Stupid Is as Stupid Does

The foodie intarwebs are abuzz about a recent post by cookbook author Michael Ruhlman claiming that Americans are being taught that they’re too stupid to cook. While I get Ruhlman’s point (lots of people are making a profit on processed food because people are scared to try and cook food themselves), there’s a condescension to his words, a pompousness to his tone, that does a disservice to his message.

If you know how to cook, then yes, cooking is easy. Ruhlman uses a basic roast chicken as an example; sprinkle it with salt, bang it in the oven for an hour, ta da! And those of us who know how to cook understand this. But we also understand many things that a non-cook might not know; things that Ruhlman doesn’t mention in his post. Like washing and patting the chicken dry first, and taking care to clean all surfaces to avoid salmonella. Or to take out that bag of gizzards if there is one. Or whether to cook it on a rack in the pan or directly in the pan itself. Or whether to truss or not (it’s not mentioned in the “look how easy this is” post, and a small chicken doesn’t need to be trussed, but the accompanying photo shows a trussed roast chicken, which might cause confusion), or how much time to add for cooking if your bird is bigger than the size he mentions, or how to check for doneness when the bird comes out of the oven. A commenter even points out that, hey, not everyone, especially people who don’t cook regularly, might have an appropriate pan to cook a chicken in.

Ruhlman knows all these tricks of course, but he misses the point by not sharing the information, and the information is really what it’s all about. Seriously – compare his directions to these from Chef Claire Tansey. It’s the same basic recipe, but Tansey actually addresses all the little questions that can make a difference in both the final product and the cook’s confidence.

(more…)

Read More

Why I’ll Never Be a Real Insider

I understand that, for a business, marketing plays a key role in achieving success. It’s fine to make a product or write something or make a piece of music, but unless people know about it, you tend not to sell much. I also understand that most advertising, as its basest level, is about manipulation – make people want what you have. Make them believe they can’t live without it. And it used to be that advertising was pretty straightforward – run an ad in a magazine or on TV, or maybe a big billboard. Free samples, gift with purchase and other  programs that made consumers feel as if they were getting something extra also worked well.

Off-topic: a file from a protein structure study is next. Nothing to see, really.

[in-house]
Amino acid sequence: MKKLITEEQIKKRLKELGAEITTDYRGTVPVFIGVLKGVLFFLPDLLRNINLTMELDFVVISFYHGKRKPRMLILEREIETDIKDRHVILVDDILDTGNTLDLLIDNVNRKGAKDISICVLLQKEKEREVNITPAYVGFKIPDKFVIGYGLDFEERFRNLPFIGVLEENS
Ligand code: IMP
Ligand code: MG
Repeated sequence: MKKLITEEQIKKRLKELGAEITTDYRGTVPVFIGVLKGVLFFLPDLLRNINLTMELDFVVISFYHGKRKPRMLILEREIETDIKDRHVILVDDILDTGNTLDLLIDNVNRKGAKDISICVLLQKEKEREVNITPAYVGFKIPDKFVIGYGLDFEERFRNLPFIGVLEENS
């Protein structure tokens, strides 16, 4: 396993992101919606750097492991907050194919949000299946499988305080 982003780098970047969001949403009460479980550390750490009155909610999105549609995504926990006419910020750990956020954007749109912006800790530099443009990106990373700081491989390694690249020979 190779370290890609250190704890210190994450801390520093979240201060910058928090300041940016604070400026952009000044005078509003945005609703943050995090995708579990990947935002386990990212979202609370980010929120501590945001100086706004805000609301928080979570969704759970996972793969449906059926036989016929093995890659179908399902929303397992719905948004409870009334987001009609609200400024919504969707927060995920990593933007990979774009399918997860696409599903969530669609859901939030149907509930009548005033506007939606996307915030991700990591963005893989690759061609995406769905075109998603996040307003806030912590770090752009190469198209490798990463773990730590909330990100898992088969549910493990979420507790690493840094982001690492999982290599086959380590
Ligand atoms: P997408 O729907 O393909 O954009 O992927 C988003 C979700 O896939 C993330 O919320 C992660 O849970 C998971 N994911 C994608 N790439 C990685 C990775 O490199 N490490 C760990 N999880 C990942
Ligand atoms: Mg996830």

Since the Intarwebs became popular, marketing has kind of been thrown on its head. And while it may take longer than hitting a million viewers all at once with a TV ad, viral marketing directed at “community influencers” is becoming more and more popular. Recommendations from people in “the community”, under the guise of friendship, trust and camaraderie, pull more weight than an ad in a magazine, which can seem insincere.

Bloggers are a key target area for viral marketing campaigns. Sending a promotional product or book to a blogger with high site hits is a cheap and easy way for marketers to have the (usually positive) word spread about whatever it is they’re trying to sell. Marketers depend on the blogger to be naive about the marketing machine; to be flattered, and have feelings of obligation, and in turn write a glowing review of the freebie. Since getting free stuff is fun, most bloggers know better than to rock the boat by writing a negative review, or if they do share their true feelings on a product, it’s usually tempered with political correctness and apologies for not liking it.

(more…)

Read More